TransCanada revises Keystone XL route

WASHINGTON, Sept. 6 (UPI) -- The National Wildlife Federation said revisions by TransCanada to the route for the Keystone XL pipeline through Nebraska suggest it's a bad idea in general.

The Canadian pipeline company said it submitted an environmental report to the Nebraska Department of Environmental Quality outlining an alternative route for the Keystone XL pipeline through the state. The pipeline is designed to carry crude oil derived from oil sands operations in Alberta.


TransCanada Chief Executive Officer Russ Girling said TransCanada shares the same environmental concerns as Nebraskans.

"The identified route, along with our commitment to implement additional safety requirements above and beyond those required for any other pipeline, ensures the protection of Nebraska's resources," he said in a statement.

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The state's DEQ found an earlier alternative met state requirements in avoiding the sensitive Sand Hills area. The DEQ, however, said that route crossed areas that are technically outside the Sand Hills region but contain fragile soil structures that have "surface features very similar to the Sand Hills."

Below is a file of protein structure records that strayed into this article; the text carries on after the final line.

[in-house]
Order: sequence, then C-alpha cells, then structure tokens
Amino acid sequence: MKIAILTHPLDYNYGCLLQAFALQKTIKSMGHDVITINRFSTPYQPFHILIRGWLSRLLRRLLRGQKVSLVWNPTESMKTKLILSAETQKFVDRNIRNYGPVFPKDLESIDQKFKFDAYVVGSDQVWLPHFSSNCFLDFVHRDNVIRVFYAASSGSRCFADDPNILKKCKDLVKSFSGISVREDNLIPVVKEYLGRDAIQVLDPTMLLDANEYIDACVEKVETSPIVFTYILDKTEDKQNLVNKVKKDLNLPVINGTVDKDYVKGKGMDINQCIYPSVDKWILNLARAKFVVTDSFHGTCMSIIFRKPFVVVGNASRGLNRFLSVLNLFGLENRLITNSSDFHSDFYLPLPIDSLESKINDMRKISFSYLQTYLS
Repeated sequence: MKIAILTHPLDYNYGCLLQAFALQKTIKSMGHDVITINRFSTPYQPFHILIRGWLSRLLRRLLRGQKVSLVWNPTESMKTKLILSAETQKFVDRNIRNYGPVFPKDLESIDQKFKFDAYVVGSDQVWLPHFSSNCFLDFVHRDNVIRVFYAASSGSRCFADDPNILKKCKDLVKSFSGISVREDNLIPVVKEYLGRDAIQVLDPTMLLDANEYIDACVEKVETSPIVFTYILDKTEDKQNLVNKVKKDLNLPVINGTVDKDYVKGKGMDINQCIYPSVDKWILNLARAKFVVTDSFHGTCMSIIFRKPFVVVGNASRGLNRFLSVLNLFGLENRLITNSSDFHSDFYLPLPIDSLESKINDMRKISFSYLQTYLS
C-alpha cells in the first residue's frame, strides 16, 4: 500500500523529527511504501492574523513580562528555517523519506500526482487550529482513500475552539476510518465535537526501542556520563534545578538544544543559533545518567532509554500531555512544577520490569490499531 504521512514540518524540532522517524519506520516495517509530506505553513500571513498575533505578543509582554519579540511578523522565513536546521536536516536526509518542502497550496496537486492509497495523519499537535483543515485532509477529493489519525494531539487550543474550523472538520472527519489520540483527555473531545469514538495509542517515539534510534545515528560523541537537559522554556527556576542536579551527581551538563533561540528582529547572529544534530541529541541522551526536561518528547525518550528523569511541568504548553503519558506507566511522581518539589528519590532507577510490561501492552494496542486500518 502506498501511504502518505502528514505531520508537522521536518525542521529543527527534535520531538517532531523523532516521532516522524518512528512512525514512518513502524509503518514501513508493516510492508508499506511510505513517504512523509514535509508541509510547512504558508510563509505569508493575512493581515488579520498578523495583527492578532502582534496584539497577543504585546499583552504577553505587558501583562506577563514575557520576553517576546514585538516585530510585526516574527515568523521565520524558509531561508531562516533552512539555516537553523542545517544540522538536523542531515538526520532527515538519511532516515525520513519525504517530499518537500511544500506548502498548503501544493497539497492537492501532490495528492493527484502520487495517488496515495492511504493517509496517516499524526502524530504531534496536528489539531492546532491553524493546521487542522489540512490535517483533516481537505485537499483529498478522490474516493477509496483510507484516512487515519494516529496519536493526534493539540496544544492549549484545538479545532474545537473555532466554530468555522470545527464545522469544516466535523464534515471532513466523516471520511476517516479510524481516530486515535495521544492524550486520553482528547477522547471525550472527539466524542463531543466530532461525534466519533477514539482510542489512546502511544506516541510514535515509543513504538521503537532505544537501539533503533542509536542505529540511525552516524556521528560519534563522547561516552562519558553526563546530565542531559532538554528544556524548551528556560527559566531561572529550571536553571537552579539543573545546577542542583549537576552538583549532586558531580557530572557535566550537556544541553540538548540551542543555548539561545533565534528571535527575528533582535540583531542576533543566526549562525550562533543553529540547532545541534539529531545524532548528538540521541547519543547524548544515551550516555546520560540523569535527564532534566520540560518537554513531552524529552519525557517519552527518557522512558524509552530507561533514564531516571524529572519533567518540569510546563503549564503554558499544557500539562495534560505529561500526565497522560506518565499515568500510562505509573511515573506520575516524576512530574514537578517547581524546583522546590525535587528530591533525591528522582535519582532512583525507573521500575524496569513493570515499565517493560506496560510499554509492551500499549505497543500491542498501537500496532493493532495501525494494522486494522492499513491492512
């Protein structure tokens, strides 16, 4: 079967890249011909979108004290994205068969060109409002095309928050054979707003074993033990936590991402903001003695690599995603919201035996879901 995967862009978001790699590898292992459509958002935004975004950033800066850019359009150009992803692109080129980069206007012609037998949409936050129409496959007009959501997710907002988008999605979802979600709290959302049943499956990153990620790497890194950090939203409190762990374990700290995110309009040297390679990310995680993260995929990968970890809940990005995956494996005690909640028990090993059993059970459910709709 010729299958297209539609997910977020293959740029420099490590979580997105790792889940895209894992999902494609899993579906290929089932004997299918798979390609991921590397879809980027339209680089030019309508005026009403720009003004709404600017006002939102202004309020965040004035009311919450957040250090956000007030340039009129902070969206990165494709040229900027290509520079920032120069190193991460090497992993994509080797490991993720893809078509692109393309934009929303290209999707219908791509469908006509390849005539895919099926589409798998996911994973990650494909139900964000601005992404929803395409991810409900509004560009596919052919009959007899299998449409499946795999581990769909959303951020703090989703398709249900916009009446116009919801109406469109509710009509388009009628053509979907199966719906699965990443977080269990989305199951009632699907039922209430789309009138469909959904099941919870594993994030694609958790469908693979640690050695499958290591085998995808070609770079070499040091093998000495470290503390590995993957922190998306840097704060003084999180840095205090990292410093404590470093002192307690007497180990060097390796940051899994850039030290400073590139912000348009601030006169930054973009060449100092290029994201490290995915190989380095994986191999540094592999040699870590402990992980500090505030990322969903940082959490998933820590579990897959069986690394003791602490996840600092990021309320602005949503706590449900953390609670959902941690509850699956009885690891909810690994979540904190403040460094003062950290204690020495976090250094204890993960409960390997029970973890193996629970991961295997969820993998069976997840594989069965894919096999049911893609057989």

TransCanada said its latest revision avoids the area and "crosses fewer miles of threatened and endangered species habitat, fewer streams and rivers and considerably fewer miles of severely wind erodible soils."


Joe Mendelson, NWF climate and energy policy director said, frequent revisions to Keystone XL suggest the pipeline is a bad idea in general.

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"Each new map amounts to a catalog of which property owners will suffer and what habitat will be placed at risk," he said in a statement. "The best approach is to ditch Keystone XL entirely and embrace clean energy solutions that don't spill or explode."

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